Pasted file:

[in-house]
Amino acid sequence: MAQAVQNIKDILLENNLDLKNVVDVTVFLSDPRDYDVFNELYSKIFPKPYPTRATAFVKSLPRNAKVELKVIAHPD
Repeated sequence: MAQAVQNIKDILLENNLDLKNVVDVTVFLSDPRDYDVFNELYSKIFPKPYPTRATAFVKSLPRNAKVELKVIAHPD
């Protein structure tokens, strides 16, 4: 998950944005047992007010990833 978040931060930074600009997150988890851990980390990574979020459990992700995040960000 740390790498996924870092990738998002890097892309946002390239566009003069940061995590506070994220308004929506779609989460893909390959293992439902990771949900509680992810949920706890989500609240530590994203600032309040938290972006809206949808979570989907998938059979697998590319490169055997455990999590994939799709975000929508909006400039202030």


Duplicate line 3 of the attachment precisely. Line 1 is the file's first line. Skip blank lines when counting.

Repeated sequence: MAQAVQNIKDILLENNLDLKNVVDVTVFLSDPRDYDVFNELYSKIFPKPYPTRATAFVKSLPRNAKVELKVIAHPD